Maleeha Lodhi also elaborated on Pakistan’s position on FMCT and its misgivings regarding the accord envisaged presently. The US has been pressurising Pakistan to withdraw its opposition to FMCT without addressing its legitimate security concerns. The issue still remains unresolved and even the process to negotiate has not taken off the ground. The sticking point is that while the US, UK and Japan favour a treaty which limits future production of fissile materials, other states including Pakistan believe that the treaty should also address fissile materials already produced and stockpiled. Pakistan holds the view, and rightly so, that a fissile material treaty which does not address existing stockpiles will “freeze existing asymmetries” that threaten its security and therefore is unacceptable. This undoubtedly is a manifestation of its concern regarding regional rival India which possesses much larger stockpiles of fissile material. It maintained the same principled position in the first committee meeting of the CD in 2009 and 2010 as a result of which a deadlock still persists. Islamabad’s position is likely to prolong a 14-year stalemate in the Conference on Disarmament (CD), the United Nations which operates on a consensus basis The US, Japan and Australia and several other countries have announced that they would support moving negotiations for a fissile material treaty to another forum if the deadlock in the CD continued.

The refusal by Pakistan to succumb to these unreasonable demands by US and its allies in the face of their discriminatory approach to the nuclear issue and disregard to its security concerns is absolutely right and justified. Pakistan believes in the non-proliferation of nuclear arsenal and has been supporting the objectives of the NPT even though it has not signed the Treaty for justifiable reasons.

The US and the western powers need to understand Pakistan’s position with regard to its nuclear programme in its proper context. They must focus their efforts on keeping South Asia free of nuclear weapons and missiles as has been repeatedly emphasized by Pakistan over the years if they are really interested in promoting the cause of disarmament and nuclear non-proliferation. Their discriminatory approach on the nuclear issue would neither help the cause of NPT nor would be able to dissuade Pakistan from pursuing its paradigm of minimum nuclear deterrent.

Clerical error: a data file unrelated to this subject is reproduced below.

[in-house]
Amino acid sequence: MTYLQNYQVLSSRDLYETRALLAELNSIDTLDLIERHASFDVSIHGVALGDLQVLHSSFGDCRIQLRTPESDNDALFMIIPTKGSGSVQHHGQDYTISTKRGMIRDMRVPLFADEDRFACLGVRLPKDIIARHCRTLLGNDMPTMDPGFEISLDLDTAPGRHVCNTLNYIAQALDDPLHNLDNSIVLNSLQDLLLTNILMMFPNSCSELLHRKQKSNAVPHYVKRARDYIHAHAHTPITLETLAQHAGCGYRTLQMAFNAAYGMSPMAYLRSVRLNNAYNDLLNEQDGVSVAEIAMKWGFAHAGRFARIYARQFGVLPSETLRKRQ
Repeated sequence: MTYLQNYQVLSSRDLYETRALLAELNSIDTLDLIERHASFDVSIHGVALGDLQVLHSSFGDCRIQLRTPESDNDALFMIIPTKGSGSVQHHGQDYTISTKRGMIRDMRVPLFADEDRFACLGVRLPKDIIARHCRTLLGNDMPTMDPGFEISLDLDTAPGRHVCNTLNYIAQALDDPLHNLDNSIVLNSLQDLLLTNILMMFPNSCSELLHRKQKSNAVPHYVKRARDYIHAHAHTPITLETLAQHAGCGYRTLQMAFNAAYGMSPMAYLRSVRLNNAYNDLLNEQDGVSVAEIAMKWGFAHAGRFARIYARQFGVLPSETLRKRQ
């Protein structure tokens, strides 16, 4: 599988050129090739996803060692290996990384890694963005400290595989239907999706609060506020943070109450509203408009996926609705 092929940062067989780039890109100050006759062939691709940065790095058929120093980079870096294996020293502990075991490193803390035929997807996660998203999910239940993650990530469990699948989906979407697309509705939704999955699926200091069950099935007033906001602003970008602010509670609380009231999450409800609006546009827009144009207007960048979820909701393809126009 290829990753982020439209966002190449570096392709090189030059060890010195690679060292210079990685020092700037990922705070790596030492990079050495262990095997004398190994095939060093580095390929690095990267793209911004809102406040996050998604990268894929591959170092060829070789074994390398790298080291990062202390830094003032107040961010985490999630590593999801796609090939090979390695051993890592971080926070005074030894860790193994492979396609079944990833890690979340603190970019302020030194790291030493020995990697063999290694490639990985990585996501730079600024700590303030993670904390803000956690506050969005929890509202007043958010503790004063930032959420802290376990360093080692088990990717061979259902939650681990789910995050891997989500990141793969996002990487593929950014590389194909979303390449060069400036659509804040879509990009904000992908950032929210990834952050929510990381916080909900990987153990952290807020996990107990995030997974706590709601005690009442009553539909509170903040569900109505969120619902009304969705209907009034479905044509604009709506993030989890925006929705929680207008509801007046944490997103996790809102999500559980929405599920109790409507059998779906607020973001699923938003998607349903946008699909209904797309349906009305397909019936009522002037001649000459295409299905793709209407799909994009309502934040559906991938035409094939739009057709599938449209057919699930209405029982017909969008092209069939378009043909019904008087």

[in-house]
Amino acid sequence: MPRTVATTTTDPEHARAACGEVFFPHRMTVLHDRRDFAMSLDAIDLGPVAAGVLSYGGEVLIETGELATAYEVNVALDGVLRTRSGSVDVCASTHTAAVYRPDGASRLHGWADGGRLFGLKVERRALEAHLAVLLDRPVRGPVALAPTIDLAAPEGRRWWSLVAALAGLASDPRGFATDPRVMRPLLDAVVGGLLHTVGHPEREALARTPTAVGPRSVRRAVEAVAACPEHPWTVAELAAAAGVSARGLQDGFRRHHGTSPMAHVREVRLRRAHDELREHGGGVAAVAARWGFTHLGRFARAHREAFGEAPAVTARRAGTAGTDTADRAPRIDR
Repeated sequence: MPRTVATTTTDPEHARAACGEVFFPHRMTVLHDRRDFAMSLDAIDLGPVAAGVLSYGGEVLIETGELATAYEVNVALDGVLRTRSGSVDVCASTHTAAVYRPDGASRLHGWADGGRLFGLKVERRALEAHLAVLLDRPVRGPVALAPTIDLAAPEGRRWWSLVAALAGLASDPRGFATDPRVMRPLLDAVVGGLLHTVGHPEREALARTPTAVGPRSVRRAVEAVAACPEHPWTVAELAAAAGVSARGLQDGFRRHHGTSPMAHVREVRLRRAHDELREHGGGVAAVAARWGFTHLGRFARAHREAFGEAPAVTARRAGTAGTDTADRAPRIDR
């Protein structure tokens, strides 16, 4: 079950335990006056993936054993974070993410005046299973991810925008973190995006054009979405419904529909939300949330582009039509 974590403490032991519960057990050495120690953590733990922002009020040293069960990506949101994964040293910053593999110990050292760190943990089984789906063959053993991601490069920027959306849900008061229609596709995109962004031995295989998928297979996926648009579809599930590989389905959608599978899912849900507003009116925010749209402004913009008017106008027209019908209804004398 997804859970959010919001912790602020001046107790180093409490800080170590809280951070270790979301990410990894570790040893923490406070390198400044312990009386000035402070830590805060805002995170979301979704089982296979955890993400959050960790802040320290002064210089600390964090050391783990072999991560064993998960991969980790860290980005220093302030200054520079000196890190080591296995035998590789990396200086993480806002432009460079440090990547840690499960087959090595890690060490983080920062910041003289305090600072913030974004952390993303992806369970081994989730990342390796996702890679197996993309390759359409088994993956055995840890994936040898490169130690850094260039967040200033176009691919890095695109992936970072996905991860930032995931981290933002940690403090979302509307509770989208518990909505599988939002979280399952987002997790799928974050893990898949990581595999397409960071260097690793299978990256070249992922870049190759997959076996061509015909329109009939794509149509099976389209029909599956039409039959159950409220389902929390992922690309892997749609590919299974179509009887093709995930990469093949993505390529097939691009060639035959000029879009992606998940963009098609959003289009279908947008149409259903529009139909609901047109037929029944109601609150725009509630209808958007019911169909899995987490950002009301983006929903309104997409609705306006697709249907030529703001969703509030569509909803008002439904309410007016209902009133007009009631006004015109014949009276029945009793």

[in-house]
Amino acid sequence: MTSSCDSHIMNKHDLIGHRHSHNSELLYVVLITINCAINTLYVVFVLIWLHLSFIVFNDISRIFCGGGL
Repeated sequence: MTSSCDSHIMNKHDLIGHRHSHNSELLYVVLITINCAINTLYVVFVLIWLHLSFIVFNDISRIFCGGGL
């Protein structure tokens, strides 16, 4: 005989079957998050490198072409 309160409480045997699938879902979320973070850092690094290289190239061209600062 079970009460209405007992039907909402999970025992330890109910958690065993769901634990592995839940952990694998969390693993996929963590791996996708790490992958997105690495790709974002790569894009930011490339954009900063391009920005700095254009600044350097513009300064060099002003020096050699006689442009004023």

The only practicable solution to discourage nuclear proliferation in South Asia and promoting the cause of disarmament lies in addressing the causes that prompted Pakistan to take up the nuclear option. Pakistan went nuclear in response to India’s nuclear programme that posed a serious threat to her security, and ever since has been trying to promote peace by maintaining minimum nuclear deterrent. South Asia undoubtedly has become a nuclear flash point as a result of the Kashmir dispute between the two neighbours. To avoid a catastrophe there is an immediate need for the resolution of the core issue of Kashmir. The non-resolution of the Kashmir issue not only poses a threat to regional peace and security but is also a potent threat to global peace.

Instead of coercing Pakistan to abandon its nuclear programme and retract from its position on the FMCT, the US and its allies must make efforts for the resolution of the Kashmir dispute between India and Pakistan in conformity with the spirit of the UN resolutions. Once the Kashmir issue is resolved and relations with India are normalised and India signs the NPT, Pakistan surely would have no hesitation in signing the NPT and removing its objections to initiation of dialogue on FMCT. One-sided pressure tactics and arm-twisting are not going to produce the desired results. Pakistan is a sovereign and self-respecting country and would never ever take dictation from any one in regards to its security.